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Northrop, E. B.; Chittenden, H. A., Jr. (ed.) / The Wisconsin lumberman, devoted to the lumbering interests of the northwest
(July, 1874)

Export duty on saw logs,   pp. 400-401 PDF (707.2 KB)

Page 400

400                   The Wisconsi.
$5,000,000 in value of this timber is r
exported annually from Australia. v
The leaves of this tree are of a dark a
bluish color, about ten inches long, r
an inch wide, thin and oddly twisted. I
They exhale a strong camphor-like I
odor, quite agreeable and pleasant,
which, with the large absorption of
water by the roots, cause the benefi- c
cial influence of the tree. It bears a F
small white flower, having no odor.
In consequence of its anti-febrile I
qualities, the English government has E
planted it extensively in the East 3
Indies and Africa, in fever districts,
with the most satisfactory results. I
In France, Cuba, Spain, Mexico, and I
many other places where malaria, X
fever, ague, and other pestilential E
diseases prevailed, the eucalypti have
also been planted. The wonderful I
properties of this tree have been dis- i
cussed by many scientific institutions
in Europe. In the Academy of Sci-
ences in this city its medical and
anti-miasmatic qualities have re-
ceived considerable attention. Dr.
Pigne Dupuytren testified before that
academy of the virtues of the euca-
lyptus, and stated that he and Dr.
DOlivera had tested it in the French
hospitaL In the garden surrounding
this hospital a large number of the
trees are planted for sanitary pur-
poses. It had been found efficacious
in the treatment of affections of the
larynx and of mucous membrane in
general.  Experiments,   carefully
made, have proved that in a medical
preparation it cures cases of inter-
mittent lever, against which quinine
alone proves powerless. It is also
valuable as a disinfectant.
In Algeria its cultivation was un-
dertaken on a large scale. Some
13,000 eucalypti were planted in an
extremely pestilential and unhealthy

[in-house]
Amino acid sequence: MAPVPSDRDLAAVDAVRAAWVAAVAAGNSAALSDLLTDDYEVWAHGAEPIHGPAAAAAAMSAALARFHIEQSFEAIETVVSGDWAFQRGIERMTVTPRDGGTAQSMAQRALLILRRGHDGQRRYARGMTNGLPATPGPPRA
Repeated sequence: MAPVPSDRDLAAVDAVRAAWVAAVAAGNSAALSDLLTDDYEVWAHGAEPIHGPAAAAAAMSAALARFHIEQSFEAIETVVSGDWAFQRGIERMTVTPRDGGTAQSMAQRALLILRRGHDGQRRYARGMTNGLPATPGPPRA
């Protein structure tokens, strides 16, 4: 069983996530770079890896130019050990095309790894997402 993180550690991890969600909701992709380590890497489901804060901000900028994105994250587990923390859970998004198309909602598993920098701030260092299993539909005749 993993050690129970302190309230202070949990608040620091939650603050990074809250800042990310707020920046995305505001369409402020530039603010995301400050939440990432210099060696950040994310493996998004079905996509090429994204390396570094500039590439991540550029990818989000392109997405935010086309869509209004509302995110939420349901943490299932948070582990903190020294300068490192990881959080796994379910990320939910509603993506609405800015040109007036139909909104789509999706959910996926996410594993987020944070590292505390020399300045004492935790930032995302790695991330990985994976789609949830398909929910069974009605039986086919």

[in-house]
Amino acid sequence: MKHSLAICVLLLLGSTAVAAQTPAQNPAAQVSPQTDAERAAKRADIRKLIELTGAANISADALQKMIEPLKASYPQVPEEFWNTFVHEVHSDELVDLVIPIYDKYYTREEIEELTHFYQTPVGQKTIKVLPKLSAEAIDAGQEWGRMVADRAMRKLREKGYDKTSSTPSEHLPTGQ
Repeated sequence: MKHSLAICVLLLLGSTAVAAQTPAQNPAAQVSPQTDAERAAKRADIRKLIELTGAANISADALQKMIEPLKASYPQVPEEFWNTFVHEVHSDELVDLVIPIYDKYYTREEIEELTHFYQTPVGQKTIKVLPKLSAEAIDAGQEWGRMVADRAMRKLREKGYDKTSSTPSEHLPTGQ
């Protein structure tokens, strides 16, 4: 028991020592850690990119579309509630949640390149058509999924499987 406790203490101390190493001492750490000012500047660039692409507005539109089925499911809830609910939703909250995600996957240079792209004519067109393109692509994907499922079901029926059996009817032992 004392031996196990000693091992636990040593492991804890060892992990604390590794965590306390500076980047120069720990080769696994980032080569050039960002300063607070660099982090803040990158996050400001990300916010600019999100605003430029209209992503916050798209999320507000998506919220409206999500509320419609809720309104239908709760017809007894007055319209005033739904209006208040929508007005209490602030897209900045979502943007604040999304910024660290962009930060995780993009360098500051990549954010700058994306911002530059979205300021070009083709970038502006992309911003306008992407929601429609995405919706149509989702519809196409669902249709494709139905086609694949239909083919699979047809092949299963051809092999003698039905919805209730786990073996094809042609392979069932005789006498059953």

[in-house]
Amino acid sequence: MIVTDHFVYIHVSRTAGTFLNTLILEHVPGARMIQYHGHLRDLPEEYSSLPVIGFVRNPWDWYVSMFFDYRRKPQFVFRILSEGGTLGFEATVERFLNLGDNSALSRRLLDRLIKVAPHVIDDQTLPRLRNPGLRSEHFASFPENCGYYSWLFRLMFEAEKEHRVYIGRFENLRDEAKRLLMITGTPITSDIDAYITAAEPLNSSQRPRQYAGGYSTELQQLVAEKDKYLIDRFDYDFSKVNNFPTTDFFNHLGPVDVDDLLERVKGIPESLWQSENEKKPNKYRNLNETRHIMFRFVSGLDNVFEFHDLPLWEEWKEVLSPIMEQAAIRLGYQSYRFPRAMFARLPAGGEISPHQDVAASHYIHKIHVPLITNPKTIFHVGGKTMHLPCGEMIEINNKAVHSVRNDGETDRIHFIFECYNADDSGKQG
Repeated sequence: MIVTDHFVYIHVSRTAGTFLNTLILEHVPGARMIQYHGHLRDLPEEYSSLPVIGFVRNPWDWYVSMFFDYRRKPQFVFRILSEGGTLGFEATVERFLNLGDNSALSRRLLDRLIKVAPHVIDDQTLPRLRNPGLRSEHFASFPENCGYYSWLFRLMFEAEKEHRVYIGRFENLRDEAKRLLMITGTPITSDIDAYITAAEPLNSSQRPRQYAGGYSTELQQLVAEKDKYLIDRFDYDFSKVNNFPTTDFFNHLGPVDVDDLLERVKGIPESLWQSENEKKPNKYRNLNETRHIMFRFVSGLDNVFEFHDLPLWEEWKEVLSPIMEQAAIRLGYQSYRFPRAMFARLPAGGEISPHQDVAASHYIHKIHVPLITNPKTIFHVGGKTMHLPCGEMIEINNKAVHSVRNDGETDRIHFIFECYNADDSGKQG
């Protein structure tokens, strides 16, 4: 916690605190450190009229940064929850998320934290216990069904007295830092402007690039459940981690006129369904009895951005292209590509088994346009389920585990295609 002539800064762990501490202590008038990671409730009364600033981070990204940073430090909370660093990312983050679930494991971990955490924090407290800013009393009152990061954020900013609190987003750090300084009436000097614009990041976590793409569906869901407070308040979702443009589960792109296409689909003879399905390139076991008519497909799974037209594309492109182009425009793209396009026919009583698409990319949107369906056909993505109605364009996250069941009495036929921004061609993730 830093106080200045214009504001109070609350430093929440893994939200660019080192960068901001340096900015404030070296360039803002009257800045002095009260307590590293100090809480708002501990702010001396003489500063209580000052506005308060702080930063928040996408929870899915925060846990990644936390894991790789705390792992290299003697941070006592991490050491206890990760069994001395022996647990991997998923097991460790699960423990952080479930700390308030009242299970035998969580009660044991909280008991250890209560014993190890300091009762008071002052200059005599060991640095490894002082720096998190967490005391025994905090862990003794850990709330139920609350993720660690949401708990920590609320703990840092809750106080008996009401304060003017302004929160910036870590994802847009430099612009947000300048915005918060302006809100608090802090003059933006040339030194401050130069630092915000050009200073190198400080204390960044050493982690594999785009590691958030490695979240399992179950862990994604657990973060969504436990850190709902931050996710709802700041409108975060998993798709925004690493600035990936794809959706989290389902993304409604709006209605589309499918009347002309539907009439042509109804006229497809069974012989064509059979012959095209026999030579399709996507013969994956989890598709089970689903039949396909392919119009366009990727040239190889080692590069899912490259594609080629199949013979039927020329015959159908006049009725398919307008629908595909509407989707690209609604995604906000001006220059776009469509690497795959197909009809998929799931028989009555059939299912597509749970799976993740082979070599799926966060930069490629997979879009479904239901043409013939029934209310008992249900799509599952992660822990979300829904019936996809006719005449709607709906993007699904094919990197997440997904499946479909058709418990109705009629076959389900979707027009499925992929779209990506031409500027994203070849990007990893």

section, where fever prevailed to a
great extent every year. During the
fourth year of their growth, at the
time wvhen the fever season used to
set in, not a single ease of fever oc-
curred, yet the trees were only nine
feet high. Since then this place is
eported free from its unwelcome
isitations. In the vicinity of Con-
stantinople, another fever spot,
narshy and sickly, the whole ground
was dried up by 14,000 of these trees.
:n Cuba, marsh diseases are rapidly
disappearing upon the introduction.
)f this tree. A railway station in the
lepartment of the Var, France, was
so pestilential that the officials could
iot remain there longer than a year.
Forty of these trees were planted,
and the unhealthy condition of the
place was changed.
Two miles from Haywards, in this
state, the surveyor general planted
two.groves of the eucalyptus, one of
about ninety acres and the other
seventy acres, the whole comprising
150,000 trees. They are now only
about five years old, yet many of the
trees are forty to fifty feet high, the
whole making a most extensive and
beautiful forest, for fuel and timber
purposes being worth thousands of
The special committee of the house
of commons, of the Dominion of
Canada, charged with enquiring into
the working of the export duty upon
logs, shingle-bolts, and stave-bolts,
has made the following report:
That the export duty upon logs,
shingle-bolts, and stave-bolts, im-
posed under schedule F of the tariff
act of 1868, cap. 44 of 31 Vic. is a
tax upon settlers and owners of tim-
ber, who are prevented by its opera-
tion from securing the fuil advan-
tage of the best market.
That the export duty, while re-
ducing the market value of logs and
bolts for the benefit of mill owners,
does not promote the manufacture
of lumber, shingles, and staves at
the principal Lake Erie ports and at
many other points in Canada.
That a large proportion of the ex-
port of pine and oak logs as long
timber enters into the same clas of
jI i

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